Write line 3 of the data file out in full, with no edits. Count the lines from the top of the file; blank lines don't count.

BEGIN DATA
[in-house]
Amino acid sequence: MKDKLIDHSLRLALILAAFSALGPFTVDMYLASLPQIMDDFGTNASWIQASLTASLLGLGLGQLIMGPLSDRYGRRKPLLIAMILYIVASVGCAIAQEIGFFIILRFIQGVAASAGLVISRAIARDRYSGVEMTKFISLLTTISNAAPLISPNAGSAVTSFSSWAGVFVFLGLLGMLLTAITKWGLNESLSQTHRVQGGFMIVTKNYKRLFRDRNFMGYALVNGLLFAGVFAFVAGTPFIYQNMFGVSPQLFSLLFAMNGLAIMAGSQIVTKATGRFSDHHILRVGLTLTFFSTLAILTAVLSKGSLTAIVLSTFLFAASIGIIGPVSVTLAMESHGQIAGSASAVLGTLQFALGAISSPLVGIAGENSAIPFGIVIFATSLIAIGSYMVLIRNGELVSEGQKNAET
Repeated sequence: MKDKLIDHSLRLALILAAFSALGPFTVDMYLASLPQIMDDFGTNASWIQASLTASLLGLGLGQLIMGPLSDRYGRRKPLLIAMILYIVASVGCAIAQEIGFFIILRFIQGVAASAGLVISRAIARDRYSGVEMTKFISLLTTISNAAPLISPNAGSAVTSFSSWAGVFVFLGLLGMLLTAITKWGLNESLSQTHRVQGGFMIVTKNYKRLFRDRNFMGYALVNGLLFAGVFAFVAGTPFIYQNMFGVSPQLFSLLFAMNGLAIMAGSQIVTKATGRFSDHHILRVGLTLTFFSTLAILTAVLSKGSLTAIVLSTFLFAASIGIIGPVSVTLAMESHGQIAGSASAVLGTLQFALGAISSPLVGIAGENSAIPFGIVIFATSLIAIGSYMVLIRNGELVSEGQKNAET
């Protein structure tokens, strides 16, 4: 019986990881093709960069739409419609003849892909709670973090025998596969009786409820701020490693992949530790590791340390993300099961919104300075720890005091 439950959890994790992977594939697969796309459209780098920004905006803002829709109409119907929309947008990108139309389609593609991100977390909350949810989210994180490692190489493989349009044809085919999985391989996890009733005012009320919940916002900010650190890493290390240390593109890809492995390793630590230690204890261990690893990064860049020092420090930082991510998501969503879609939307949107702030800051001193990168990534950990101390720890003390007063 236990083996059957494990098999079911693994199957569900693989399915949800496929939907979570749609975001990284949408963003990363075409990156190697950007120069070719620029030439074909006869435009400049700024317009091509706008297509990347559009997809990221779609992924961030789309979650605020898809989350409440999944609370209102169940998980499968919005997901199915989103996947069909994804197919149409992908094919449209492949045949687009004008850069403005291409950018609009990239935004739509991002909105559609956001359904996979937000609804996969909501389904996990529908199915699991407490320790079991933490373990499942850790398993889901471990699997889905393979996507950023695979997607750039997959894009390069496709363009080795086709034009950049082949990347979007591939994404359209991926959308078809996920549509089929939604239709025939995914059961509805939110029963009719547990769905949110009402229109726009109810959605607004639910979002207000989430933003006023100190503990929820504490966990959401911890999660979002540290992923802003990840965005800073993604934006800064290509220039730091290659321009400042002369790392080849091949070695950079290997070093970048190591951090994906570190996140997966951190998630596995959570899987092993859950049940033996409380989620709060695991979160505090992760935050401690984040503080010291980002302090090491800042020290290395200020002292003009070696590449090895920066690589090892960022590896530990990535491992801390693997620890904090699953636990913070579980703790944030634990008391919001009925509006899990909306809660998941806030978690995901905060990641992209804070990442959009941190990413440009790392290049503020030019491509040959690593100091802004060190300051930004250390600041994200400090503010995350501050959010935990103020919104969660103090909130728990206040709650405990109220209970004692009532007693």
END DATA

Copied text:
Repeated sequence: MKDKLIDHSLRLALILAAFSALGPFTVDMYLASLPQIMDDFGTNASWIQASLTASLLGLGLGQLIMGPLSDRYGRRKPLLIAMILYIVASVGCAIAQEIGFFIILRFIQGVAASAGLVISRAIARDRYSGVEMTKFISLLTTISNAAPLISPNAGSAVTSFSSWAGVFVFLGLLGMLLTAITKWGLNESLSQTHRVQGGFMIVTKNYKRLFRDRNFMGYALVNGLLFAGVFAFVAGTPFIYQNMFGVSPQLFSLLFAMNGLAIMAGSQIVTKATGRFSDHHILRVGLTLTFFSTLAILTAVLSKGSLTAIVLSTFLFAASIGIIGPVSVTLAMESHGQIAGSASAVLGTLQFALGAISSPLVGIAGENSAIPFGIVIFATSLIAIGSYMVLIRNGELVSEGQKNAET